Indonesia doubts speed of China coal import curbs, eyes India demand

JAKARTA, Sept 4 Thu Sep 4, 2014 4:01am EDT

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JAKARTA, Sept 4 (Reuters) - A new plan by China to put curbs on shipments of low-quality coal is unlikely to happen quickly, an industry group in top thermal coal exporter Indonesia said on Thursday, with any impact likely to be offset by an uptick in Indian demand.

China, the world's top coal importer, is currently mulling an industry proposal to halt imports of low-quality coal with ash and sulphur content exceeding 15 percent and 0.6 percent, respectively.

Industry executives and traders said the plan will hit Australia hardest among major coal exporters, while Indonesia, which largely ships fuel with low heating value, won't be affected much.

Bob Kamandanu, chairman of the Indonesian Coal Mining Association, told Reuters Indonesia's coal exports to China are mostly low-quality and exceed the 15 percent ash content level.

Kamandanu was unable to give an estimate on how much the Chinese plan might impact Indonesian coal exports or output but questioned how quickly the rules would be implemented.

"It all depends when it will be applied. I have big doubts. The Chinese massively need this kind of coal," he said.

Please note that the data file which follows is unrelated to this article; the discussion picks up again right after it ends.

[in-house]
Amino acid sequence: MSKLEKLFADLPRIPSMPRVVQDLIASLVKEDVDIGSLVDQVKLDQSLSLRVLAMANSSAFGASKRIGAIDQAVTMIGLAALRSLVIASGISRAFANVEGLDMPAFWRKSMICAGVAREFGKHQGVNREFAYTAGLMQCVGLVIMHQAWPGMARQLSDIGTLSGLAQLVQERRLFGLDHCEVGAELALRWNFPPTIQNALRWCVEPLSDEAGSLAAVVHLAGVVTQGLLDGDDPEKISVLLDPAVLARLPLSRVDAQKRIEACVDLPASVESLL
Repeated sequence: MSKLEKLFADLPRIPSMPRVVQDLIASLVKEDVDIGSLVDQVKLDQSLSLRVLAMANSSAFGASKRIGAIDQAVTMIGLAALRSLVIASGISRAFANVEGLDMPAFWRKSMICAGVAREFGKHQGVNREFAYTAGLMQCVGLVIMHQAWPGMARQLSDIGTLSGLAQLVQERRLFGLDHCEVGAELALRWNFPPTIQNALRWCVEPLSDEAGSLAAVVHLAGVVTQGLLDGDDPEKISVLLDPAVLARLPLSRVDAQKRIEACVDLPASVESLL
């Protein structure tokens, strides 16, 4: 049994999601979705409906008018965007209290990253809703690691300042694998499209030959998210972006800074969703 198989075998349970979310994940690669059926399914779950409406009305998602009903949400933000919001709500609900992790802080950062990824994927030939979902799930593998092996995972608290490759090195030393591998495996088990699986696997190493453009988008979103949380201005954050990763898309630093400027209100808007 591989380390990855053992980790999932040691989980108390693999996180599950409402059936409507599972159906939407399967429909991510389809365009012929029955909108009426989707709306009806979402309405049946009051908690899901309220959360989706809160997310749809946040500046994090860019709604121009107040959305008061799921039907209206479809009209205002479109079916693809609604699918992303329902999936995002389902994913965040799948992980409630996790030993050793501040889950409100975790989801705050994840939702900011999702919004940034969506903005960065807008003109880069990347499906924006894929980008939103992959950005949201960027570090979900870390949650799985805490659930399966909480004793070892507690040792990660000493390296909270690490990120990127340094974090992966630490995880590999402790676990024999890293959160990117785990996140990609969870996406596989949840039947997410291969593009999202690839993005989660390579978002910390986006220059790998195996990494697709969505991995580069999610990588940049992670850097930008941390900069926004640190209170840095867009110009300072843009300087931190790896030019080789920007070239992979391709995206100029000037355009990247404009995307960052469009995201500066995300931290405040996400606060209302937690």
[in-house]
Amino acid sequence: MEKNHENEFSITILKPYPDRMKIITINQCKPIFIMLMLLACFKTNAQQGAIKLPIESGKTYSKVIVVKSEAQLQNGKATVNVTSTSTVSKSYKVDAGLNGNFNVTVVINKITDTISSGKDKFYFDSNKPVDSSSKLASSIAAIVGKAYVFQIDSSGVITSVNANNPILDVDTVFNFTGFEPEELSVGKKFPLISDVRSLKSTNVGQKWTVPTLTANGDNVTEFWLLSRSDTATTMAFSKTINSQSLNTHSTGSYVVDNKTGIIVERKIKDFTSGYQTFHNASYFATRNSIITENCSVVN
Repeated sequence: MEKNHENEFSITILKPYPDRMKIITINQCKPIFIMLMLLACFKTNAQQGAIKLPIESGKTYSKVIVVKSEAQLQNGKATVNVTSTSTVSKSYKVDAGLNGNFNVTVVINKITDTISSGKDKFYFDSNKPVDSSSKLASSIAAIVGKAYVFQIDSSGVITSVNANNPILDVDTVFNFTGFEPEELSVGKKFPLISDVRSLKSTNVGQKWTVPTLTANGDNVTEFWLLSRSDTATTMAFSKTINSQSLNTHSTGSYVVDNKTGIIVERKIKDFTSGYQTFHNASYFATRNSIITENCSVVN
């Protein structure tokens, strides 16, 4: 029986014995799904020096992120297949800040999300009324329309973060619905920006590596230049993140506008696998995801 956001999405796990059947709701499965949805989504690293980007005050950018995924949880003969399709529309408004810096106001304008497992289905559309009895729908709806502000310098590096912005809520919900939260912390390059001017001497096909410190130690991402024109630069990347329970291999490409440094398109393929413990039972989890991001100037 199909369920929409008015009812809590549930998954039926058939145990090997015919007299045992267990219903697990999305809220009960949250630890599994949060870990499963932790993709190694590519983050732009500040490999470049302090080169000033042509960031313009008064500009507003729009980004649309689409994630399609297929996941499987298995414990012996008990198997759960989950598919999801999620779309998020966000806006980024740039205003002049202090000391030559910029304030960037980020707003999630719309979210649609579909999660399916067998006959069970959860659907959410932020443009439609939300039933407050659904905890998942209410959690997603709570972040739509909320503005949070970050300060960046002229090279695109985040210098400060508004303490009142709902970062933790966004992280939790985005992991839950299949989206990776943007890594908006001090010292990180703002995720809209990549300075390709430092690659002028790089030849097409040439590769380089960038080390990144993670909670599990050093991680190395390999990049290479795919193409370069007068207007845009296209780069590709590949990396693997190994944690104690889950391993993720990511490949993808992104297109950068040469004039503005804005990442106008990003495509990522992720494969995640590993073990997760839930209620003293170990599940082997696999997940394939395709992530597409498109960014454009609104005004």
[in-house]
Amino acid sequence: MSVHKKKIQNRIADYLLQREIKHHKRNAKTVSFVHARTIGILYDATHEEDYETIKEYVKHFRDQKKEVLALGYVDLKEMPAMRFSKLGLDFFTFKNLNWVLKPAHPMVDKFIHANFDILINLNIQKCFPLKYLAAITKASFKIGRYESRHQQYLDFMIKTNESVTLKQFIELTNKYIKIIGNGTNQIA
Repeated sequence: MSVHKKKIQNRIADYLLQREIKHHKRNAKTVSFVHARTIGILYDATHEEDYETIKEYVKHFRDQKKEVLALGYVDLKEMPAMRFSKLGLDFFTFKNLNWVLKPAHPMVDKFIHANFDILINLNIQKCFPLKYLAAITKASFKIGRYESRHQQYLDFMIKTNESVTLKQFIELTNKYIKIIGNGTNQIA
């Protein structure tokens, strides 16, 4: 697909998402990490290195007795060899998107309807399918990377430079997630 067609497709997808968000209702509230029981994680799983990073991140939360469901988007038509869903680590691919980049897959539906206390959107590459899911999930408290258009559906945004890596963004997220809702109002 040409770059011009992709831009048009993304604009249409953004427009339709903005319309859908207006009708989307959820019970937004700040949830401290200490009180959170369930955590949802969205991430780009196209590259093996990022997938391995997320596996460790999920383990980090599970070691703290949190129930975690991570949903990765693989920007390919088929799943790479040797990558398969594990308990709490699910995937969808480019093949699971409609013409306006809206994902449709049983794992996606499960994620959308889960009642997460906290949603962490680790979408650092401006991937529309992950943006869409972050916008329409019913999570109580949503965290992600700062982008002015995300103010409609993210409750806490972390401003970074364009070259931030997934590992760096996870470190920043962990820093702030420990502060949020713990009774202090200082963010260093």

Australia's coal exports overall are well within China's proposed tolerances, the Minerals Council of Australia said, as the average thermal coal ash content is between 10 and 12 percent and average sulphur content is between 0.2 and 0.5 percent.

The Indonesian association's chairman said if coal exports to China are hampered, its neighbour could step in.

"There is an alternative - India will be needing a lot of coal and predominantly, they are low quality."

In India, which is also a major buyer of Indonesian coal, many of the country's thermal power stations have less than a week's supply of coal on hand, according to data.

Indonesian coal exports are seen at around 350 million tonnes this year and in 2015, according to the association, with Chinese demand accounting for about 50 percent of the total.

Kamandanu said he sees a greater impact to Indonesian production and exports from new export and royalty rules being introduced by the Indonesia government.

But he said if global coal prices remained low then exports and production must be curbed.

The price of Asian benchmark Newcastle coal has dropped nearly 20 percent this year to five-year lows, hitting $69.69 a tonne in the week to Aug. 29, due to heavy oversupply from new mines built when Chinese demand growth began soaring.

Major coal producers who may be impacted by any changes to Chinese import regulations include PT Bumi Resources Tbk , Kideco and PT Berau Coal Energy Tbk, said Kamandanu.

Bumi officials were unable to give immediate comment on Thursday, while Berau and Kideco could not be immediately reached. (Additional reporting by Sonali Paul in MELBOURNE and Fransiska Nangoy in JAKARTA; Editing by Muralikumar Anantharaman)

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